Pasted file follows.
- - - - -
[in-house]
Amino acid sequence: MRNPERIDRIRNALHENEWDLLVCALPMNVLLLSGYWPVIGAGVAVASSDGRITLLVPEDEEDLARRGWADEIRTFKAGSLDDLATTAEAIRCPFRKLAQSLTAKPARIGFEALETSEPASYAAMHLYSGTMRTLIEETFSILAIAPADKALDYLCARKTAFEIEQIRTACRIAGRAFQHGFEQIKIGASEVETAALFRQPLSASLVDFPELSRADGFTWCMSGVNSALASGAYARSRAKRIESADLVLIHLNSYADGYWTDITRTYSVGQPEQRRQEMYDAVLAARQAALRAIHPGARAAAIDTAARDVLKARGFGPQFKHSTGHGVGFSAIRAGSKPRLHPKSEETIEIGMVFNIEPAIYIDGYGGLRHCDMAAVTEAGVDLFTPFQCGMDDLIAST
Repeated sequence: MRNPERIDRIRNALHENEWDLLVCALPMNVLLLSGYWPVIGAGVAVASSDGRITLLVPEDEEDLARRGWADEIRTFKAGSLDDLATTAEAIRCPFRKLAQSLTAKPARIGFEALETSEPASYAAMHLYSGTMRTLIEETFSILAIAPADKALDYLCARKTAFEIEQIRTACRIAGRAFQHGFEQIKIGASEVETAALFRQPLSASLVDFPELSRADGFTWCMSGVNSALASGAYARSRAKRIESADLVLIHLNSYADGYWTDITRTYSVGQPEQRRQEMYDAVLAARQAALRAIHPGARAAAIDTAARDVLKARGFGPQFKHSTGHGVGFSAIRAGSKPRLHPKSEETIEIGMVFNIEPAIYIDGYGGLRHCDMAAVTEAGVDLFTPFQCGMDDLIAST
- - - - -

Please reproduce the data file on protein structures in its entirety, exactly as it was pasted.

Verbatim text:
[in-house]
Amino acid sequence: MRNPERIDRIRNALHENEWDLLVCALPMNVLLLSGYWPVIGAGVAVASSDGRITLLVPEDEEDLARRGWADEIRTFKAGSLDDLATTAEAIRCPFRKLAQSLTAKPARIGFEALETSEPASYAAMHLYSGTMRTLIEETFSILAIAPADKALDYLCARKTAFEIEQIRTACRIAGRAFQHGFEQIKIGASEVETAALFRQPLSASLVDFPELSRADGFTWCMSGVNSALASGAYARSRAKRIESADLVLIHLNSYADGYWTDITRTYSVGQPEQRRQEMYDAVLAARQAALRAIHPGARAAAIDTAARDVLKARGFGPQFKHSTGHGVGFSAIRAGSKPRLHPKSEETIEIGMVFNIEPAIYIDGYGGLRHCDMAAVTEAGVDLFTPFQCGMDDLIAST
Repeated sequence: MRNPERIDRIRNALHENEWDLLVCALPMNVLLLSGYWPVIGAGVAVASSDGRITLLVPEDEEDLARRGWADEIRTFKAGSLDDLATTAEAIRCPFRKLAQSLTAKPARIGFEALETSEPASYAAMHLYSGTMRTLIEETFSILAIAPADKALDYLCARKTAFEIEQIRTACRIAGRAFQHGFEQIKIGASEVETAALFRQPLSASLVDFPELSRADGFTWCMSGVNSALASGAYARSRAKRIESADLVLIHLNSYADGYWTDITRTYSVGQPEQRRQEMYDAVLAARQAALRAIHPGARAAAIDTAARDVLKARGFGPQFKHSTGHGVGFSAIRAGSKPRLHPKSEETIEIGMVFNIEPAIYIDGYGGLRHCDMAAVTEAGVDLFTPFQCGMDDLIAST